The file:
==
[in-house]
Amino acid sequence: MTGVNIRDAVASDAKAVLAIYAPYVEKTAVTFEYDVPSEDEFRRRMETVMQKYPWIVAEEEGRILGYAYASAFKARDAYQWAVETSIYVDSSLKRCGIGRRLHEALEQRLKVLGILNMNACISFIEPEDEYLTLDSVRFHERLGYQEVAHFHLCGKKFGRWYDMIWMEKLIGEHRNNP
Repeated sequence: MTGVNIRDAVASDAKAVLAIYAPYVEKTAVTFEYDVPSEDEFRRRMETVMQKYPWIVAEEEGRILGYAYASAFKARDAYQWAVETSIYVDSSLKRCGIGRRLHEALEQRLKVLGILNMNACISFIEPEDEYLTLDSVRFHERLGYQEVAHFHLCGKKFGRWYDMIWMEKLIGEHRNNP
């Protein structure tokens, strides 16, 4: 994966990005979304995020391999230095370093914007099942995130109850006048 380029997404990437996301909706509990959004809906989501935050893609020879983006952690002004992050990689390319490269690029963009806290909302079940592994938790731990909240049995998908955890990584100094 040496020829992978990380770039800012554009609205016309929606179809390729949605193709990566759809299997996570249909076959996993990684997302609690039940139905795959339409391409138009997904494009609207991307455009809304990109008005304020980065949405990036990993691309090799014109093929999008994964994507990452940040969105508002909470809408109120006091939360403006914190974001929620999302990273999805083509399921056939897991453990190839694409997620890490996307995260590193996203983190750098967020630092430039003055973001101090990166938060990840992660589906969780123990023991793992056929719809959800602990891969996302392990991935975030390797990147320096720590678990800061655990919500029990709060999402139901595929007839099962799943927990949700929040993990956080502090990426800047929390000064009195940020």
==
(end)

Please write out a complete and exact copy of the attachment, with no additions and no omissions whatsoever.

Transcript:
[in-house]
Amino acid sequence: MTGVNIRDAVASDAKAVLAIYAPYVEKTAVTFEYDVPSEDEFRRRMETVMQKYPWIVAEEEGRILGYAYASAFKARDAYQWAVETSIYVDSSLKRCGIGRRLHEALEQRLKVLGILNMNACISFIEPEDEYLTLDSVRFHERLGYQEVAHFHLCGKKFGRWYDMIWMEKLIGEHRNNP
Repeated sequence: MTGVNIRDAVASDAKAVLAIYAPYVEKTAVTFEYDVPSEDEFRRRMETVMQKYPWIVAEEEGRILGYAYASAFKARDAYQWAVETSIYVDSSLKRCGIGRRLHEALEQRLKVLGILNMNACISFIEPEDEYLTLDSVRFHERLGYQEVAHFHLCGKKFGRWYDMIWMEKLIGEHRNNP
């Protein structure tokens, strides 16, 4: 994966990005979304995020391999230095370093914007099942995130109850006048 380029997404990437996301909706509990959004809906989501935050893609020879983006952690002004992050990689390319490269690029963009806290909302079940592994938790731990909240049995998908955890990584100094 040496020829992978990380770039800012554009609205016309929606179809390729949605193709990566759809299997996570249909076959996993990684997302609690039940139905795959339409391409138009997904494009609207991307455009809304990109008005304020980065949405990036990993691309090799014109093929999008994964994507990452940040969105508002909470809408109120006091939360403006914190974001929620999302990273999805083509399921056939897991453990190839694409997620890490996307995260590193996203983190750098967020630092430039003055973001101090990166938060990840992660589906969780123990023991793992056929719809959800602990891969996302392990991935975030390797990147320096720590678990800061655990919500029990709060999402139901595929007839099962799943927990949700929040993990956080502090990426800047929390000064009195940020």